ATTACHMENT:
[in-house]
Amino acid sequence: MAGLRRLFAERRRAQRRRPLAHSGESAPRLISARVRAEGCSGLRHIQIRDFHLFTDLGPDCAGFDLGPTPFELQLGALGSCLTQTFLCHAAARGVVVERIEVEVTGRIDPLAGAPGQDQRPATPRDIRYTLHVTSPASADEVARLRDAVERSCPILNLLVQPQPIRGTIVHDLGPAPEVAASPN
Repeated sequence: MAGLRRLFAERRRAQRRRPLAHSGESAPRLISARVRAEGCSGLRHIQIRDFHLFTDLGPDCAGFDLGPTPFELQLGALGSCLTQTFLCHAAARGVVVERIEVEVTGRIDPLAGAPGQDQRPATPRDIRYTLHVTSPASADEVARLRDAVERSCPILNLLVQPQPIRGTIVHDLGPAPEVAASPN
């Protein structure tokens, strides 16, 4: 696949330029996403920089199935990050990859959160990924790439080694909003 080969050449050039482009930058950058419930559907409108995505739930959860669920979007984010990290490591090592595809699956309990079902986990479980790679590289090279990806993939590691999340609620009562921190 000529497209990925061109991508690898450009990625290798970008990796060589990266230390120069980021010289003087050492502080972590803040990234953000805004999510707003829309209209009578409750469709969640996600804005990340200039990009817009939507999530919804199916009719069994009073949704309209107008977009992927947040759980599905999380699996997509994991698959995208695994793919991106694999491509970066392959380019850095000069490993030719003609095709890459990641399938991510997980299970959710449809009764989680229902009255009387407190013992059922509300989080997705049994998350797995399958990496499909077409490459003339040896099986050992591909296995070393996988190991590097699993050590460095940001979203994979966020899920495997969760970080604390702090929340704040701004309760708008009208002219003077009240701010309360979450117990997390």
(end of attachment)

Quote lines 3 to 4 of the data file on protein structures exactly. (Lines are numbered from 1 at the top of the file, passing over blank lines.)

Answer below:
Repeated sequence: MAGLRRLFAERRRAQRRRPLAHSGESAPRLISARVRAEGCSGLRHIQIRDFHLFTDLGPDCAGFDLGPTPFELQLGALGSCLTQTFLCHAAARGVVVERIEVEVTGRIDPLAGAPGQDQRPATPRDIRYTLHVTSPASADEVARLRDAVERSCPILNLLVQPQPIRGTIVHDLGPAPEVAASPN
């Protein structure tokens, strides 16, 4: 696949330029996403920089199935990050990859959160990924790439080694909003 080969050449050039482009930058950058419930559907409108995505739930959860669920979007984010990290490591090592595809699956309990079902986990479980790679590289090279990806993939590691999340609620009562921190 000529497209990925061109991508690898450009990625290798970008990796060589990266230390120069980021010289003087050492502080972590803040990234953000805004999510707003829309209209009578409750469709969640996600804005990340200039990009817009939507999530919804199916009719069994009073949704309209107008977009992927947040759980599905999380699996997509994991698959995208695994793919991106694999491509970066392959380019850095000069490993030719003609095709890459990641399938991510997980299970959710449809009764989680229902009255009387407190013992059922509300989080997705049994998350797995399958990496499909077409490459003339040896099986050992591909296995070393996988190991590097699993050590460095940001979203994979966020899920495997969760970080604390702090929340704040701004309760708008009208002219003077009240701010309360979450117990997390």